Autonomy in the Face of Agtech is a set of tools designed to synthesise the insights of social movements and civil society communicators and offer ways to respond quickly and effectively to corporate agtech narratives.
Today, new agricultural technologies are being conceived, designed, and implemented rapidly, without space to consider the implications and consequences for farmers. This push is driven by the rise of “agtech”, a newly developing industry that combines several sectors — agribusiness, biotechnology, digital/software technology, and financial technology. We typically see agtech advertised in the form of “high-tech” modern farming implements, practices, and platforms — from drone farming to robot harvesters, to agri-e-commerce sites, to gene-edited crops. Pitched as “the future of agriculture”, agtech is facilitating the flow of billions of dollars of investment into corporate-owned technologies that entrench and extend the control of powerful actors in industrial agriculture, further threatening the rights and lives of farmers, peasants, and Indigenous communities.
Because there are so many new technologies put forward every year and given that each can take time and in-depth knowledge to understand, we propose an intervention method that focuses less on the technical details of each of these products and more on the influential stories and narratives being used to sell them. We present strategies for identifying how popular narratives around technologies work, their impact and implications, what gives them power, and how we can take it back.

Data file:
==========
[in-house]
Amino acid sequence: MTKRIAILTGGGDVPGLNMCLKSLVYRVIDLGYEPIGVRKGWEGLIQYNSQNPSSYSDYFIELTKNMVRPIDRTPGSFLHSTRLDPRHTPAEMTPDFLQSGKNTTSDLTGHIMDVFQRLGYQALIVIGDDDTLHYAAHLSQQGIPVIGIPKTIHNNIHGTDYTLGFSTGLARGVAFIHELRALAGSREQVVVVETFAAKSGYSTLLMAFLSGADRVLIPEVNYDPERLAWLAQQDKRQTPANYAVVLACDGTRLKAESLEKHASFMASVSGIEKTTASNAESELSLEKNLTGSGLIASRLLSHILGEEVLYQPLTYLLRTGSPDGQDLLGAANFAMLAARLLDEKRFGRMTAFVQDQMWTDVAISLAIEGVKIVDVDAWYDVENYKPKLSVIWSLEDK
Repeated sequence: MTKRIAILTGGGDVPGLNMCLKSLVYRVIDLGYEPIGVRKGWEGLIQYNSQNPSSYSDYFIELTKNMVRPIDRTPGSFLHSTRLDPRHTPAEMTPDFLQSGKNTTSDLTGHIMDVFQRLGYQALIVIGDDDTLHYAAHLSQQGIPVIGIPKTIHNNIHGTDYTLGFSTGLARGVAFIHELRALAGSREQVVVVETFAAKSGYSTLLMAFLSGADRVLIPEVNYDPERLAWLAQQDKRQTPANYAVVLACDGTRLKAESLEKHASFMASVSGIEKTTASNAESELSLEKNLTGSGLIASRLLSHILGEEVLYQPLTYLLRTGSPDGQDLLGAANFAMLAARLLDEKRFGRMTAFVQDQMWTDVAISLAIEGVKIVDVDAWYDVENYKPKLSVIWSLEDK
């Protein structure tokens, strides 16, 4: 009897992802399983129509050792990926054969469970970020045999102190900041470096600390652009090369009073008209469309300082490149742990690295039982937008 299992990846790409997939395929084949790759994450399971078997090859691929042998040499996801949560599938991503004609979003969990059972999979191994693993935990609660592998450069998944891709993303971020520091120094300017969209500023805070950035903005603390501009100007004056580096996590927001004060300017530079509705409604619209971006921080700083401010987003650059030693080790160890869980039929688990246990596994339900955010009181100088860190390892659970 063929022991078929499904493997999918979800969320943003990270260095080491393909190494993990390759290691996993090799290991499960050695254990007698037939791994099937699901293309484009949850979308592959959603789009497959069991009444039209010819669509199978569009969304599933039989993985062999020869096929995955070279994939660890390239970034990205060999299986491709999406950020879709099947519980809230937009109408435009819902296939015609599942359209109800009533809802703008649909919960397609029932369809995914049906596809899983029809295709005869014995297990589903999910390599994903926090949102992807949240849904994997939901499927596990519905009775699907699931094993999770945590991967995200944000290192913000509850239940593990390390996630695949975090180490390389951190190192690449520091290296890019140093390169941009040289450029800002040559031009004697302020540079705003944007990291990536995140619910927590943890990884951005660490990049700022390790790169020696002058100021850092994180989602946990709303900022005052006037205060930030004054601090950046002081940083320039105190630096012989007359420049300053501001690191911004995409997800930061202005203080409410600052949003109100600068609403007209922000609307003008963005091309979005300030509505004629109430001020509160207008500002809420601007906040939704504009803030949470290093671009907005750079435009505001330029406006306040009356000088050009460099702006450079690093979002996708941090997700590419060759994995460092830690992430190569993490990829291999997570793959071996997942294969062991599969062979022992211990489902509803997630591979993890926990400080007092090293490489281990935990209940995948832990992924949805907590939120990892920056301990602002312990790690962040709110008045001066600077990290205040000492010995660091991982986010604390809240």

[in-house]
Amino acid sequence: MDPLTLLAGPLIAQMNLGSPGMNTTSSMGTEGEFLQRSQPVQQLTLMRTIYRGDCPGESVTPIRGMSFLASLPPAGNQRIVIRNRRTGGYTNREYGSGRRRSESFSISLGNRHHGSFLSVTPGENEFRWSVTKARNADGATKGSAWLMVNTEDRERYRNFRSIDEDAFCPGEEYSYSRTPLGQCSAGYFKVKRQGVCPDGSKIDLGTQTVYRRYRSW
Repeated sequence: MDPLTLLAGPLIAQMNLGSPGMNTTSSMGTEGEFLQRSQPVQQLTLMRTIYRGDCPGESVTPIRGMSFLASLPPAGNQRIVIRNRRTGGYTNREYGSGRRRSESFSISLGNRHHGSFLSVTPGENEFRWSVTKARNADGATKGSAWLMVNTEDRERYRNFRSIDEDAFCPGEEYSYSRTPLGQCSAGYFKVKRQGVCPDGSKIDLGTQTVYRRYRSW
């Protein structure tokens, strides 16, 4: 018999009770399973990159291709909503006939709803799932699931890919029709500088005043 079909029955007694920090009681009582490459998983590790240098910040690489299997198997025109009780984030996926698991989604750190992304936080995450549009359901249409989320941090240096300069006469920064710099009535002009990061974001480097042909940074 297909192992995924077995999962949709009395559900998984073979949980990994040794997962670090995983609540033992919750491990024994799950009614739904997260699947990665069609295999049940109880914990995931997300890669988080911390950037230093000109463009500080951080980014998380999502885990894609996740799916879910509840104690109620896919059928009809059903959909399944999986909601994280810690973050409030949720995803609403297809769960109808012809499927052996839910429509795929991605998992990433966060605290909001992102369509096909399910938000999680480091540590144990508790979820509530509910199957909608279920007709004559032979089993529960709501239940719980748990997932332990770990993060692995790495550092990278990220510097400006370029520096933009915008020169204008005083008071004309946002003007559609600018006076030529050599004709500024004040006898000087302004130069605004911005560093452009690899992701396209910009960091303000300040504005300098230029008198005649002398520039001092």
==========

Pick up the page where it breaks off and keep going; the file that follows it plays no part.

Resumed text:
Within the booklet, you can find:
- A discussion on the power of narrative
- An analysis of key agtech industry narratives
- Opportunities to counter industry narratives
- A breakdown of the key areas of agtech
- A media analysis guide
This booklet was put together as a collaboration between A Growing Culture, ETC Group, La Vía Campesina, and the Alliance for Food Sovereignty in Africa. We are grateful for our partnership with Center for Story-based Strategy, and the support of The 11th Hour Project to create this work.